A green turtle lies on a bed of corals in the Celebes Sea, Dec. 7, 2008. Reuters

This year's official Earth Day campaign is environmental and climate literacy, aiming to focus on green initiatives, technologies and jobs as well as the advancement of environmental and climate laws. The U.S. has been celebrating Earth Day officially for 47 years, but each year environmental issues become more urgent and apparent.

The facts below celebrate the diversity and beauty of the planet on Earth Day.

Earth Day

  • Earth Day was founded Apr. 22, 1970 by Wisconsin Sen. Gaylord Nelson.
  • The day was officially renamed by the United Nations in 2009, when it dubbed the holiday International Mother Earth Day.
  • An estimated 20 million people celebrated the very first Earth Day.
  • On Earth Day 2011, the Earth Day network planted 28 million trees in Afghanistan.
  • On Earth Day 2012, more than 100,000 people opted to ride bikes in China in an effort to save fuel and reduce carbon emissions.


  • Forty percent of the lakes in the United States are too polluted for swimming, fishing and marine life.
  • Air pollution causes more than two million people to die prematurely each year.
  • More than one trillion gallons of untreated sewage, stormwater and industrial waste are dumped into natural bodies of water in the U.S. each year.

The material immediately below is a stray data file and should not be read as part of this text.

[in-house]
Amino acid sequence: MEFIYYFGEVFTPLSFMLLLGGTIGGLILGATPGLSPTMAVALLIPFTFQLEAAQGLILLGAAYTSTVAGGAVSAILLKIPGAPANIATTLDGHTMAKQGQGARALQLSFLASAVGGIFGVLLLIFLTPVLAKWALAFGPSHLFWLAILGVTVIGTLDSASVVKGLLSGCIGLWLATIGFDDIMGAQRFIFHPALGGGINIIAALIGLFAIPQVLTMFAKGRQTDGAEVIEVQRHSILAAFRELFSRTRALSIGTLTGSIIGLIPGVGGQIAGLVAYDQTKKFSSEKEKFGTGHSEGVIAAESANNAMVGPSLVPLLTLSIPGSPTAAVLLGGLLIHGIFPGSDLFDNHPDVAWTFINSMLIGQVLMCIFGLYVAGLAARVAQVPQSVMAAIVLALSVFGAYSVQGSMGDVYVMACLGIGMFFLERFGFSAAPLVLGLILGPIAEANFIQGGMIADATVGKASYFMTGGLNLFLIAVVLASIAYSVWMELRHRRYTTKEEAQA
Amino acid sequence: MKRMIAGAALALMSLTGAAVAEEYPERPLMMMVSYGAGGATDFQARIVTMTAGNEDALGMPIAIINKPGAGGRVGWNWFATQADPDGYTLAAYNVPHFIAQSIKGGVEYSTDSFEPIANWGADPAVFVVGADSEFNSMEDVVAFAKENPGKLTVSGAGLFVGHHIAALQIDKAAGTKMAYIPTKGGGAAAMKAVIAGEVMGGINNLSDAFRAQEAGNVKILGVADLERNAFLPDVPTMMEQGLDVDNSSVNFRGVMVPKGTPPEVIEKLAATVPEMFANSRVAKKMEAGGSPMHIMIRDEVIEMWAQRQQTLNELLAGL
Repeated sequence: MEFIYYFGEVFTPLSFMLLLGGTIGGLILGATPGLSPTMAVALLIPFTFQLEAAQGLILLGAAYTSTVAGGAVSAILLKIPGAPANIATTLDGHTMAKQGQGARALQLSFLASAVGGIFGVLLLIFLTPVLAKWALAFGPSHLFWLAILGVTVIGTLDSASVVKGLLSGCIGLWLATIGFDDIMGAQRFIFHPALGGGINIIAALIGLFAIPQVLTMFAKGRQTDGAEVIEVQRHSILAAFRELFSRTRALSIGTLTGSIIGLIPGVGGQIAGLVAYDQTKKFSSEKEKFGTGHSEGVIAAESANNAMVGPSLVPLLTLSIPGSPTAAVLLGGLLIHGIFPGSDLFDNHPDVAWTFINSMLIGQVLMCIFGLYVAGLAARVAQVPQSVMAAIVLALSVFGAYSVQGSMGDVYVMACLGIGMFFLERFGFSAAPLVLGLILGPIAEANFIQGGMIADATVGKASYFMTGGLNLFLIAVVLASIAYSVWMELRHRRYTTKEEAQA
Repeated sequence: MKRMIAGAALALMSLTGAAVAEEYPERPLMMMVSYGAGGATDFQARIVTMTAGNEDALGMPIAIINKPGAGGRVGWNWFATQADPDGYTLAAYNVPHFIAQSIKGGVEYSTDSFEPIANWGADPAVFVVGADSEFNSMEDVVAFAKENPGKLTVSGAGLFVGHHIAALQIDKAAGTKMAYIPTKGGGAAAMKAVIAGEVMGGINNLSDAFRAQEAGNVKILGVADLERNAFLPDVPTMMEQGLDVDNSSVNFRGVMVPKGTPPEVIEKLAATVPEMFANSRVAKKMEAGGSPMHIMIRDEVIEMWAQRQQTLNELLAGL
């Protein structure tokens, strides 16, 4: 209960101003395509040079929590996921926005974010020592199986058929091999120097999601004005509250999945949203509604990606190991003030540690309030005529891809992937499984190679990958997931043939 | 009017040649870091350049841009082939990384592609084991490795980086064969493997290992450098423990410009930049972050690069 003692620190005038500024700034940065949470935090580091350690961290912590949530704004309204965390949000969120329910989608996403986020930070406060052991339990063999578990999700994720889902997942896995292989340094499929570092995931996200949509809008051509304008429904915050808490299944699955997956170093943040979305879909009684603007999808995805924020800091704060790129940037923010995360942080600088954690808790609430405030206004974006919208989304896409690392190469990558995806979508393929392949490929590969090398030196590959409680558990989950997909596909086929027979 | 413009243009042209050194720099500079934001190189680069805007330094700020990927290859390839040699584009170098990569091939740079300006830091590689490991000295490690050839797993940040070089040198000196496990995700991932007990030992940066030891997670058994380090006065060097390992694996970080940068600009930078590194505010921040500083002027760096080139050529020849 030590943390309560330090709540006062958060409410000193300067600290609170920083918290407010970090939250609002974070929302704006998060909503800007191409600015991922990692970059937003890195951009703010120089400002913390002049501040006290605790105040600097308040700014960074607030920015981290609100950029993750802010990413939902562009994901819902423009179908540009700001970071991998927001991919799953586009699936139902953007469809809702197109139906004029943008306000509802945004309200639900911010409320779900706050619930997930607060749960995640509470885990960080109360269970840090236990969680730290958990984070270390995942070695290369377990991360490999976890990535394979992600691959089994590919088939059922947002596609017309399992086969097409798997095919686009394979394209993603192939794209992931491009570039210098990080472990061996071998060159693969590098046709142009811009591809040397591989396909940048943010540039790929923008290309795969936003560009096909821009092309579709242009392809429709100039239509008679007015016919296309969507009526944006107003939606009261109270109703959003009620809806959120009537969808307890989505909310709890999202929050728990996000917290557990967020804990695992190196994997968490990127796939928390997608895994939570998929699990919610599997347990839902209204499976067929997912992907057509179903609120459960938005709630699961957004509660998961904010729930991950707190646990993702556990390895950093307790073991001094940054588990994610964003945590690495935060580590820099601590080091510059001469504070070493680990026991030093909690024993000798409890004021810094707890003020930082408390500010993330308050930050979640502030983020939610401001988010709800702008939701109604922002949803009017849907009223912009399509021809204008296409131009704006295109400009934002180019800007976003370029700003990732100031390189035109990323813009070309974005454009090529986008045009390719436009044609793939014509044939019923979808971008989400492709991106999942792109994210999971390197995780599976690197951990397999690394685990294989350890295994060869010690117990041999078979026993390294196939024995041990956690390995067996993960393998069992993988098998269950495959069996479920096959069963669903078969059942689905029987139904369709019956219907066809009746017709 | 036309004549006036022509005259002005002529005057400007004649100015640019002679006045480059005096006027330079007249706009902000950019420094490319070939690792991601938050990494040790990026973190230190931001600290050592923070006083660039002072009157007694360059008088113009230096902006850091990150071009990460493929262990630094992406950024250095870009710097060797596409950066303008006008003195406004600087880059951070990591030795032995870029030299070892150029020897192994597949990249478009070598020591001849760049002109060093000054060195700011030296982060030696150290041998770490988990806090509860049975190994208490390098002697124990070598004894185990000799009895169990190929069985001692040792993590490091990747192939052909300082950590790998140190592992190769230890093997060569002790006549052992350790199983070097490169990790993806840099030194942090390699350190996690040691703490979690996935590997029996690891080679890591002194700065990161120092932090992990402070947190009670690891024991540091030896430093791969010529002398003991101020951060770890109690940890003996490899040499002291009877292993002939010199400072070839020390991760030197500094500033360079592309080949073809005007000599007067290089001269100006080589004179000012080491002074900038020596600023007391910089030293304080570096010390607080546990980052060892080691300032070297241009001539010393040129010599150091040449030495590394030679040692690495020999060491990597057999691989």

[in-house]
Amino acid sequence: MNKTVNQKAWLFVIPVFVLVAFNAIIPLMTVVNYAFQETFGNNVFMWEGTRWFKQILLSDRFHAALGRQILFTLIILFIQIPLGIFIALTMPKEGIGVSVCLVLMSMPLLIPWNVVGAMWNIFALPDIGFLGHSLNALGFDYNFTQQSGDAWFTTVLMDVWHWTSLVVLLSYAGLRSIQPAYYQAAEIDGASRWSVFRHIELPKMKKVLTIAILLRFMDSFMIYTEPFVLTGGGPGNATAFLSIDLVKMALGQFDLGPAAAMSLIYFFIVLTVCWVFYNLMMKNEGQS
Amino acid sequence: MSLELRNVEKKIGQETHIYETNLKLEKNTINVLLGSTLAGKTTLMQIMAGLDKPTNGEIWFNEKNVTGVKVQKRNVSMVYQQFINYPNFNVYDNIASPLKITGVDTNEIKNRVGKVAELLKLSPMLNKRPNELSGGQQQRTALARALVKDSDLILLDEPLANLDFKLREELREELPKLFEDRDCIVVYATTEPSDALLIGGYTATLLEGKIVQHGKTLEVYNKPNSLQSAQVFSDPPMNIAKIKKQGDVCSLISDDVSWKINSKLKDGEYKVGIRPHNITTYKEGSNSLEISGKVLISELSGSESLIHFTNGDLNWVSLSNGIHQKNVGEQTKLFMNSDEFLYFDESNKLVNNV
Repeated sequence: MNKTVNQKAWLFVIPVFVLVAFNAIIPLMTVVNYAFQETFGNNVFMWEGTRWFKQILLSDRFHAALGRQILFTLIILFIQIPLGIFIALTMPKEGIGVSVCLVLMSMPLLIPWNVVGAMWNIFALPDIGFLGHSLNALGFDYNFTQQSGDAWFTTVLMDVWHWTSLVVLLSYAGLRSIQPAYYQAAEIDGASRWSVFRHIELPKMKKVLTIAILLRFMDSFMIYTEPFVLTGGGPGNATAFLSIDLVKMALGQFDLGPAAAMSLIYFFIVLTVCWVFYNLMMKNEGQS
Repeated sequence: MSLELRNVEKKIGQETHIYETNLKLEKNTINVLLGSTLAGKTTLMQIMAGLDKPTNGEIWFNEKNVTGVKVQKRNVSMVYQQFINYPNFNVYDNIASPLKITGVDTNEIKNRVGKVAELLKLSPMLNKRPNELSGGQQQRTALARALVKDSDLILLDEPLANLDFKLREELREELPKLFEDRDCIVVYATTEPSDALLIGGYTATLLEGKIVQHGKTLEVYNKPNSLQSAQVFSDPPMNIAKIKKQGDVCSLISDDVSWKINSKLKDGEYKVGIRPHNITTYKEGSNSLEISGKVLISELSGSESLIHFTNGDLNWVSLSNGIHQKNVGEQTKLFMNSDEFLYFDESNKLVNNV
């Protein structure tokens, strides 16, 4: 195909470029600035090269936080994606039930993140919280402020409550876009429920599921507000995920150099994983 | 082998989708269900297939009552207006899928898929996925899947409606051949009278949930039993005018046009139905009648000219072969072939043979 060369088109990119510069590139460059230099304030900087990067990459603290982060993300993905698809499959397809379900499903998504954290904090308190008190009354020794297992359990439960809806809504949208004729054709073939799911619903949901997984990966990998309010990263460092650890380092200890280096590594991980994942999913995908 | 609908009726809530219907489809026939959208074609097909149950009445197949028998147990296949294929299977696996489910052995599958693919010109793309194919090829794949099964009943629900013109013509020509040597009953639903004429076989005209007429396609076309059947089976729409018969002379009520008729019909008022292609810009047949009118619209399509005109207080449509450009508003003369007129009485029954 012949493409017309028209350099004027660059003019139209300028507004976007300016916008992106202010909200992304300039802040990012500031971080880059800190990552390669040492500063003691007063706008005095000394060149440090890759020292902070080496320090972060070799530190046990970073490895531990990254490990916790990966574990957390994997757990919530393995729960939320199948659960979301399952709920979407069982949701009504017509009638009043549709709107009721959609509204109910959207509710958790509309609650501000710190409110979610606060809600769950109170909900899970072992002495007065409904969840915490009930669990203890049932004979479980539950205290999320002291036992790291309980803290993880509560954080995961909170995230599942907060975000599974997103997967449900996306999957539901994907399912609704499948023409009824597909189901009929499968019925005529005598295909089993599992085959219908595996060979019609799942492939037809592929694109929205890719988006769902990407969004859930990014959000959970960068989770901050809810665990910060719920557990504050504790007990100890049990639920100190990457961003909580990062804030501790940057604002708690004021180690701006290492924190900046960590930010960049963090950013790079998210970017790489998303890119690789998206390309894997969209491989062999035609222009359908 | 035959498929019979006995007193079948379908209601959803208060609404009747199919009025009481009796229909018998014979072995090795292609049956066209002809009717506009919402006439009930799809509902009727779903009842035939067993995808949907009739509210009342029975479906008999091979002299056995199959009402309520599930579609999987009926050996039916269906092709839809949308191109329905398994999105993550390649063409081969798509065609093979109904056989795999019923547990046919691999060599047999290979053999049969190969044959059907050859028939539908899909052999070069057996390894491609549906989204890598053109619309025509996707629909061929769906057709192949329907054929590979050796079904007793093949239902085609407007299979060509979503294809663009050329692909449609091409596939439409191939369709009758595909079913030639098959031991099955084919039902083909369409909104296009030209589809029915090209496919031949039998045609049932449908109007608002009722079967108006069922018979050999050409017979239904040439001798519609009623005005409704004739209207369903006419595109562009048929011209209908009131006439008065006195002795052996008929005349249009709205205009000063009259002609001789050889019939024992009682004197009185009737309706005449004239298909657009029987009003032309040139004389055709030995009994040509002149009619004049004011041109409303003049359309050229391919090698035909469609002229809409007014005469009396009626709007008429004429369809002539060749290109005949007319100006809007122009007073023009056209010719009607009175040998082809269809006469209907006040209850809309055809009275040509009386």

• One and a half million tons of nitrogen pollution is dumped into the Gulf of Mexico by way of the Mississippi River each year, which has created an uninhabitable "dead zone" in the Gulf the size of New Jersey.


  • Every single day, 27,000 trees are cut down to make toilet paper.
  • Recycling saves up to five times the energy used by waste incinerator plants.
  • Paper can only be recycled up to six times before the fibers begin to fall apart.
  • Half of all synthetic drugs produced have natural origins, including 10 of the 25 best-selling drugs in the U.S.

Plants and Animals

  • The world's 100,000 trillion ants weigh the same as all the humans on Earth.
  • Dolphins shed the top layer of their skin every two hours.
  • A grasshopper can leap 20 times the length of its own body.
  • Ostriches can run faster than horses.
  • A tarantula spider can survive for more than two years without food.
    A green turtle lies on a bed of corals in the Celebes Sea, Dec. 7, 2008. Reuters